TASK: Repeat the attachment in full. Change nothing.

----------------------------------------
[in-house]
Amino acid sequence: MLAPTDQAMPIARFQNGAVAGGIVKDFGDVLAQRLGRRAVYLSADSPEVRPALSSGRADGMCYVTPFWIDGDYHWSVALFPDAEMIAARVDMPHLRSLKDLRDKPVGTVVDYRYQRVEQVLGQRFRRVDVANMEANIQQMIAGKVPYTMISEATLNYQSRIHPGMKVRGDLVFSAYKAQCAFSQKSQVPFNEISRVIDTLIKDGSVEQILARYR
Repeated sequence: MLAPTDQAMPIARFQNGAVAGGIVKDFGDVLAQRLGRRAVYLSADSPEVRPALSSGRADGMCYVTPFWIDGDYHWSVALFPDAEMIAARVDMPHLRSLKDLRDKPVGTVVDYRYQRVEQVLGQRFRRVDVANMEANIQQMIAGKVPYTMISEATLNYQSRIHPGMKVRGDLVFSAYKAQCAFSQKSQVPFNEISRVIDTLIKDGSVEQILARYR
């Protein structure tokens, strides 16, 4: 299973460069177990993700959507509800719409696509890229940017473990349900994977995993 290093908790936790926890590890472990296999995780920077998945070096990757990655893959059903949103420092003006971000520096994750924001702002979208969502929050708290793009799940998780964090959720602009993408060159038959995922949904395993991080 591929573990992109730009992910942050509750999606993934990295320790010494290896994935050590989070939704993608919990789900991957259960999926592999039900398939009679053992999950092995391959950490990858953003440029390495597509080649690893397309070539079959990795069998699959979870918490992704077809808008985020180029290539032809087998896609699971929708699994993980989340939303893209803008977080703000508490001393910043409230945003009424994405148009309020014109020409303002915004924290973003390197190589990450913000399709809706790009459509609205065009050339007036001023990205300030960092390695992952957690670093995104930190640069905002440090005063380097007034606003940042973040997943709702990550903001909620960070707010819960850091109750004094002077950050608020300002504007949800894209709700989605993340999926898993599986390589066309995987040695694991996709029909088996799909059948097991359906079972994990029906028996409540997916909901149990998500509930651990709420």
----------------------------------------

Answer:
[in-house]
Amino acid sequence: MLAPTDQAMPIARFQNGAVAGGIVKDFGDVLAQRLGRRAVYLSADSPEVRPALSSGRADGMCYVTPFWIDGDYHWSVALFPDAEMIAARVDMPHLRSLKDLRDKPVGTVVDYRYQRVEQVLGQRFRRVDVANMEANIQQMIAGKVPYTMISEATLNYQSRIHPGMKVRGDLVFSAYKAQCAFSQKSQVPFNEISRVIDTLIKDGSVEQILARYR
Repeated sequence: MLAPTDQAMPIARFQNGAVAGGIVKDFGDVLAQRLGRRAVYLSADSPEVRPALSSGRADGMCYVTPFWIDGDYHWSVALFPDAEMIAARVDMPHLRSLKDLRDKPVGTVVDYRYQRVEQVLGQRFRRVDVANMEANIQQMIAGKVPYTMISEATLNYQSRIHPGMKVRGDLVFSAYKAQCAFSQKSQVPFNEISRVIDTLIKDGSVEQILARYR
């Protein structure tokens, strides 16, 4: 299973460069177990993700959507509800719409696509890229940017473990349900994977995993 290093908790936790926890590890472990296999995780920077998945070096990757990655893959059903949103420092003006971000520096994750924001702002979208969502929050708290793009799940998780964090959720602009993408060159038959995922949904395993991080 591929573990992109730009992910942050509750999606993934990295320790010494290896994935050590989070939704993608919990789900991957259960999926592999039900398939009679053992999950092995391959950490990858953003440029390495597509080649690893397309070539079959990795069998699959979870918490992704077809808008985020180029290539032809087998896609699971929708699994993980989340939303893209803008977080703000508490001393910043409230945003009424994405148009309020014109020409303002915004924290973003390197190589990450913000399709809706790009459509609205065009050339007036001023990205300030960092390695992952957690670093995104930190640069905002440090005063380097007034606003940042973040997943709702990550903001909620960070707010819960850091109750004094002077950050608020300002504007949800894209709700989605993340999926898993599986390589066309995987040695694991996709029909088996799909059948097991359906079972994990029906028996409540997916909901149990998500509930651990709420």